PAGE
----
(Phys.org) —Smartphone cameras are taking on advanced features as smartphone vendors continue to compete for sales. Toshiba last week announced a dual camera system that will be a talking point in mobile devices at some time in the future. Toshiba last Thursday announced a dual camera system "TCM9518MD" that brings deep focus imaging to smartphones. The camera will provide capabilities for deep focus and post-focus, in contrast with cameras where the picture taker needs to focus on objects before snapping, with no such second chance to make adjustments. The Toshiba camera system in mobile devices will enable manipulations to change the depth of field and point of focus.
Toshiba's system uses two 1/4-inch 5Mpixel CMOS image sensors that are placed side-by-side, recording depth and images at the same time. Toshiba highlighted this in its product announcement, referring to the product's new "depth map" and "deep focus image" capabilities.
"The TCM9518MD's twin cameras and dedicate companion LSI simultaneously deliver deep focus images in which foreground and background and all points in between are in focus, with depth data on each object in the image. This supports creation of new applications for smartphone, tablets and mobile devices, including refocus, defocus and extraction of any objects of the images, and gesture operation."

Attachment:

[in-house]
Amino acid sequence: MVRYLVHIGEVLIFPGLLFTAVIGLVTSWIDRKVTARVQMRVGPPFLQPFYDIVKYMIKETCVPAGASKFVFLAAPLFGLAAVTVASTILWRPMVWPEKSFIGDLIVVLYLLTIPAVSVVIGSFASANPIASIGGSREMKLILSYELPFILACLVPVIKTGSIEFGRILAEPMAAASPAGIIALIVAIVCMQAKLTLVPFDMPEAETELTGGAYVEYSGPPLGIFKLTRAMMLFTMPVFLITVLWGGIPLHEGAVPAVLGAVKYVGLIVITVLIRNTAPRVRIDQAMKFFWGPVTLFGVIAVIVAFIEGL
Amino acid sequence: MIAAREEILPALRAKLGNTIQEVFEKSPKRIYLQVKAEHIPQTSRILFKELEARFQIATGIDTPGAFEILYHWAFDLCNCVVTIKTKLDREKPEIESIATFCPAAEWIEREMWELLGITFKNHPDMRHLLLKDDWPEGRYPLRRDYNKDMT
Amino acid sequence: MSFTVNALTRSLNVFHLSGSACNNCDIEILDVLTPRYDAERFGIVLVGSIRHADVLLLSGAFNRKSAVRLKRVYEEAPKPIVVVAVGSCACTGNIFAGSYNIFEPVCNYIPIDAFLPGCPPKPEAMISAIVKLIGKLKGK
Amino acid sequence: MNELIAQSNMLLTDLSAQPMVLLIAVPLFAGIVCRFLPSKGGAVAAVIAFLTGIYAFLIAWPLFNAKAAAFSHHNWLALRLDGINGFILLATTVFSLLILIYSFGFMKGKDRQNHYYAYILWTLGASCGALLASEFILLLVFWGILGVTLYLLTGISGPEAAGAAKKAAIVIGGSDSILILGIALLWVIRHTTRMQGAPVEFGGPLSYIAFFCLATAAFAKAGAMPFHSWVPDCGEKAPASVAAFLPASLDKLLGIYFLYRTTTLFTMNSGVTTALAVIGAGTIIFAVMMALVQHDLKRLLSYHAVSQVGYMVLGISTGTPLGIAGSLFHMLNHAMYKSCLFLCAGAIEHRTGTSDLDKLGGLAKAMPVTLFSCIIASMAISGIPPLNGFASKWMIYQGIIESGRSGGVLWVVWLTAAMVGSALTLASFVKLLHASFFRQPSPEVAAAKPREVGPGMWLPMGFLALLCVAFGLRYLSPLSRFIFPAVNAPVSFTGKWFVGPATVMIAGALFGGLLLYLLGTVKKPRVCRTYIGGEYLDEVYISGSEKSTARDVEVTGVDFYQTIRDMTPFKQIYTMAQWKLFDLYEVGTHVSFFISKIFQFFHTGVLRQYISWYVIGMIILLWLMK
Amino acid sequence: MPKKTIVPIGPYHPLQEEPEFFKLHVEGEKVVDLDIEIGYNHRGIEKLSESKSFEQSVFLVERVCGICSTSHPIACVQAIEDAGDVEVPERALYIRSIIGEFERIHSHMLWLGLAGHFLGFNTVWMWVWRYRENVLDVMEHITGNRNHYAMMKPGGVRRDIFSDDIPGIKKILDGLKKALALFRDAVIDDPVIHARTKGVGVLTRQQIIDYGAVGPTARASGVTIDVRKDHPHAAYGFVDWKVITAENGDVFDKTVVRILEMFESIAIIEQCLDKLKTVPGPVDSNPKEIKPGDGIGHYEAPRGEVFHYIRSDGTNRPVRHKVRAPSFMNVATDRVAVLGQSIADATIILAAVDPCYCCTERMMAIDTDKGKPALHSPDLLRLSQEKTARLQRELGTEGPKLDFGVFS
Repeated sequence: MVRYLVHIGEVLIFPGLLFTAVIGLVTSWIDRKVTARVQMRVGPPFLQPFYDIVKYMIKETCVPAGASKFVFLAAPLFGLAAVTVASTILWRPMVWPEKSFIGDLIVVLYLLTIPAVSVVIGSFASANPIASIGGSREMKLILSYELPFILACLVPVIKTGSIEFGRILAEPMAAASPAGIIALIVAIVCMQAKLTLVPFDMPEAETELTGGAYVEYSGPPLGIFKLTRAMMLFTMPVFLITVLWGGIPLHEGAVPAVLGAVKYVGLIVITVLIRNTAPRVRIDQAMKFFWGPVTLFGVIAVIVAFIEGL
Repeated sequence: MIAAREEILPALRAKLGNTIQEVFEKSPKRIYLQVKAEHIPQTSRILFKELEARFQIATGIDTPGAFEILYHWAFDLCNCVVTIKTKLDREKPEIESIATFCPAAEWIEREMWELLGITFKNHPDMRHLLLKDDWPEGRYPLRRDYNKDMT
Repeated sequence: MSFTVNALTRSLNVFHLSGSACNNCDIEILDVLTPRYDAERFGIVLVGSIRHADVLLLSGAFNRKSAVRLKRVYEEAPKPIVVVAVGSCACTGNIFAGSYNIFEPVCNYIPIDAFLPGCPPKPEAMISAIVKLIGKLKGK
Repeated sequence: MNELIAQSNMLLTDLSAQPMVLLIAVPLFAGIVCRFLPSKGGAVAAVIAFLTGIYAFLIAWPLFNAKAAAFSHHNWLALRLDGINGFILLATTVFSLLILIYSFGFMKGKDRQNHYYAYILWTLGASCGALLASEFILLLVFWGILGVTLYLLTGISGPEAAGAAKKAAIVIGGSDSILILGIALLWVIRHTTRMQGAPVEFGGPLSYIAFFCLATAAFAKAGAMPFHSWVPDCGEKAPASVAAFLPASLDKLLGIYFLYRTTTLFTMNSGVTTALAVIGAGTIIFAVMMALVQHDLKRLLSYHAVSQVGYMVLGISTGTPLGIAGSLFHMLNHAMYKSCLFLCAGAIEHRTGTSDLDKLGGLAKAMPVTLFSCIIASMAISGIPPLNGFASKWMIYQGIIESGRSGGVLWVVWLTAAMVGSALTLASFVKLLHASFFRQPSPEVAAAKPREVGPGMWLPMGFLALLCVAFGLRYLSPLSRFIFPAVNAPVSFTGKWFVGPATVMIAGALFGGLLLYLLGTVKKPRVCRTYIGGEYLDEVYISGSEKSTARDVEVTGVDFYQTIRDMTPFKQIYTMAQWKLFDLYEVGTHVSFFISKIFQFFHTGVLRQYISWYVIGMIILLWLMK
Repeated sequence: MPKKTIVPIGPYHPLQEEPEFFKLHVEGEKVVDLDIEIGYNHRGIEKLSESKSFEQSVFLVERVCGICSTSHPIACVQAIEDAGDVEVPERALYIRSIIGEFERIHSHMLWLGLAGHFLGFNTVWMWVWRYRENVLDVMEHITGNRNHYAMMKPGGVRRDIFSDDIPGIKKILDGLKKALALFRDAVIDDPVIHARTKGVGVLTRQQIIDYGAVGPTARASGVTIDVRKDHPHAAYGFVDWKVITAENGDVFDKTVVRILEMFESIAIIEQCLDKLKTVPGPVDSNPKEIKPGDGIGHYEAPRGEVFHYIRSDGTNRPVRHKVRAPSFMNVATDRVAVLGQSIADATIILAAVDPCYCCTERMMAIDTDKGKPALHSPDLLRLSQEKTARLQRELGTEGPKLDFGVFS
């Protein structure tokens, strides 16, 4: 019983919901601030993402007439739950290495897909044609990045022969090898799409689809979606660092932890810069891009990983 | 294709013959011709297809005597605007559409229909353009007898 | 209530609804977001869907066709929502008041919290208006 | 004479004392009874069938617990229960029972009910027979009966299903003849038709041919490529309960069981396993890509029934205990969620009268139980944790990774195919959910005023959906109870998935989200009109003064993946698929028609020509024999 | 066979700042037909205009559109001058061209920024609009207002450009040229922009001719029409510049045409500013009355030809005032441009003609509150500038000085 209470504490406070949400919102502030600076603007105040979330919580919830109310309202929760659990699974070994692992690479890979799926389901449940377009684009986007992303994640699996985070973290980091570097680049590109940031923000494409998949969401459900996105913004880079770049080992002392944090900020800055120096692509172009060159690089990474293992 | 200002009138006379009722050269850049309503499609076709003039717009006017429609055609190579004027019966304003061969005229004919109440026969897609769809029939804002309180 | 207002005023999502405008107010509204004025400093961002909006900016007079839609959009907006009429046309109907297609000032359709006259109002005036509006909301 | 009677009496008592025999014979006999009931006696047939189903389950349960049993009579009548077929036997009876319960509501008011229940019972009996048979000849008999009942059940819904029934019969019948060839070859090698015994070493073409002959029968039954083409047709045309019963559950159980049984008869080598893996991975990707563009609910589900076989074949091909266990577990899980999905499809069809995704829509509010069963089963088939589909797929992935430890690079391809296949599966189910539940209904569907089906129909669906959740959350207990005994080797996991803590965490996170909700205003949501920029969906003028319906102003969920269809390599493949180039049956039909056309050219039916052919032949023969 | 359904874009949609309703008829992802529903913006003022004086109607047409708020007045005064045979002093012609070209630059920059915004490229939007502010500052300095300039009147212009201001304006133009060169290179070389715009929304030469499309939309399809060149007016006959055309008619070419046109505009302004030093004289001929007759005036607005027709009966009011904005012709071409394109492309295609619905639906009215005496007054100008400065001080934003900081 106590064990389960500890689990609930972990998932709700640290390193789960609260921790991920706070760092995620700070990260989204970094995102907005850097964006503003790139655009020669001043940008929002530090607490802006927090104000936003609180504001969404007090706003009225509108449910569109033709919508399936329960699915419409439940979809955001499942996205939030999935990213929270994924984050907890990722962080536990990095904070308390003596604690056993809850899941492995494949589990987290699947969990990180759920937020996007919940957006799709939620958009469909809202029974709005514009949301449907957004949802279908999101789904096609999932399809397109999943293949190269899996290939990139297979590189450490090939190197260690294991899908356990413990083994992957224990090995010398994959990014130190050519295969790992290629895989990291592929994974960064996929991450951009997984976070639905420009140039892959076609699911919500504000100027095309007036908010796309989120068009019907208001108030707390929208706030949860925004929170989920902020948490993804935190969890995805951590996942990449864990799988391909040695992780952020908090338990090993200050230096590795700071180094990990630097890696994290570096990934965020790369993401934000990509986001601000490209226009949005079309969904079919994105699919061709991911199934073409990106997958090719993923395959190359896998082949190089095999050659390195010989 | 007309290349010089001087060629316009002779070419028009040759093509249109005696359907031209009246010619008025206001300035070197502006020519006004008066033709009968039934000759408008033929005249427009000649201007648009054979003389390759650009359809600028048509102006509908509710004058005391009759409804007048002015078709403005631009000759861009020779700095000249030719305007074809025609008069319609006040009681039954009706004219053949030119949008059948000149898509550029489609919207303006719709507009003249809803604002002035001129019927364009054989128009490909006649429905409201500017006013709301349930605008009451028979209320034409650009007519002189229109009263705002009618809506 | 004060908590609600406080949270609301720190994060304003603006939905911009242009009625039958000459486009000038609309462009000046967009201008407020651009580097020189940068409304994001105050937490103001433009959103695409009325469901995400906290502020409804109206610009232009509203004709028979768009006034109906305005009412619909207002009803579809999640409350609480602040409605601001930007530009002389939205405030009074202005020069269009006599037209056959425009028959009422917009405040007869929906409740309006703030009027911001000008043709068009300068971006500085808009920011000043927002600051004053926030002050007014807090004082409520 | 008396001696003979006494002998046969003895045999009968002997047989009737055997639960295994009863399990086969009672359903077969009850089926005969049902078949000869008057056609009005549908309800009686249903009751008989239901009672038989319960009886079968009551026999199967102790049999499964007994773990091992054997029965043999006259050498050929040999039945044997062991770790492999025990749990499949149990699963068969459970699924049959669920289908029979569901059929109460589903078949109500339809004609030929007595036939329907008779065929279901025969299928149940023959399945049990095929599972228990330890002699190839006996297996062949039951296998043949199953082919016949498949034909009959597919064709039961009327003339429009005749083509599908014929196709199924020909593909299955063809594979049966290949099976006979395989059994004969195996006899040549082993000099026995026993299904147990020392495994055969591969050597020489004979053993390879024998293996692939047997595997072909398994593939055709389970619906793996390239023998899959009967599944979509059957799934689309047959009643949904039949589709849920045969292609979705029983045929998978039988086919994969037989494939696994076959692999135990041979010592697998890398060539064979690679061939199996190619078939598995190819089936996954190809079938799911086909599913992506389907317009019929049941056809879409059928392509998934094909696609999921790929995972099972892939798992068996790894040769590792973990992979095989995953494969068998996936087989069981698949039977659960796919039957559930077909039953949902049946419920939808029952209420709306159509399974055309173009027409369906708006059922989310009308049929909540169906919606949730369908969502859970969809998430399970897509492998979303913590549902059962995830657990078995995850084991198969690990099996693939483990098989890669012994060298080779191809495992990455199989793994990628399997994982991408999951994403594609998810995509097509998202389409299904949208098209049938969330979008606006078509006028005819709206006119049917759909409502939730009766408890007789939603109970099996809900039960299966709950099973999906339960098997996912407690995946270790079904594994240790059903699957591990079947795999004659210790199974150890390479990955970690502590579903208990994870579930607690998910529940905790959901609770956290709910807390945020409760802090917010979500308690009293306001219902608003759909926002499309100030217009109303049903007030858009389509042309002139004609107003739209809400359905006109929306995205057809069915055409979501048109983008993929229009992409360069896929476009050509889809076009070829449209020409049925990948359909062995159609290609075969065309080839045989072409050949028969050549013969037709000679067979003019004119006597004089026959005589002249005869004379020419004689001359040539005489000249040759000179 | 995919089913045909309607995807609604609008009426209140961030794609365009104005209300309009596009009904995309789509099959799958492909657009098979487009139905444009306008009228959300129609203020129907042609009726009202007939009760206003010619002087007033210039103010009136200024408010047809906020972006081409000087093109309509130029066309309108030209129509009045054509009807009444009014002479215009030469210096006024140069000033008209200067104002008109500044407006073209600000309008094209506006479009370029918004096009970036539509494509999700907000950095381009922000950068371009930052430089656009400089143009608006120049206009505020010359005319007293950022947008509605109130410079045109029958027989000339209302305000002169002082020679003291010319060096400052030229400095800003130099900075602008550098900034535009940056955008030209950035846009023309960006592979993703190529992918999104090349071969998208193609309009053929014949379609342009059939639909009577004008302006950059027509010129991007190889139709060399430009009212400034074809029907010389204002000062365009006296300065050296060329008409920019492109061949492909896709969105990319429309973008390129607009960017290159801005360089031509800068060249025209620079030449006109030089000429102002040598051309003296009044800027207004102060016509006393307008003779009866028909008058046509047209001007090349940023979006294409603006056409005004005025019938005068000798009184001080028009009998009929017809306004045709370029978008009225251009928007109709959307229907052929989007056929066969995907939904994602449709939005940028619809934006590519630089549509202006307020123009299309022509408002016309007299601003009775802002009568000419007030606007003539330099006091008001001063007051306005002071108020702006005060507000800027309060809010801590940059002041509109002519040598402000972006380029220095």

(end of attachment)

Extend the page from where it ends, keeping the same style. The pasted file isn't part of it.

Toshiba will start to ship samples of the module for smartphones and tablet computers in January next year, and the company intends to mass-produce the system in April next year at a rate of 500,000 units per month.
In its statement, Toshiba noted that "Computational cameras create images impossible to realize with the standard camera module by combining optical hardware technology—the lens and diaphragm—with digital signal processing technology. The TCM9518MD brings high resolution and computational camera functionalities to the CMOS image sensor market for smartphones, tablets and mobile devices."
News sites carrying the announcement referred to the new module as a Lytro-like camera phone. They are talking about the Lytro camera, which Mountain View, California-based Lytro introduced in 2011. Lytro describes itself as the creator of the world's first consumer light field camera. The company said the camera's user and friends can "endlessly refocus pictures after you take them."
Explore further: DESY and IBM develop big data architecture for science
More information: Press release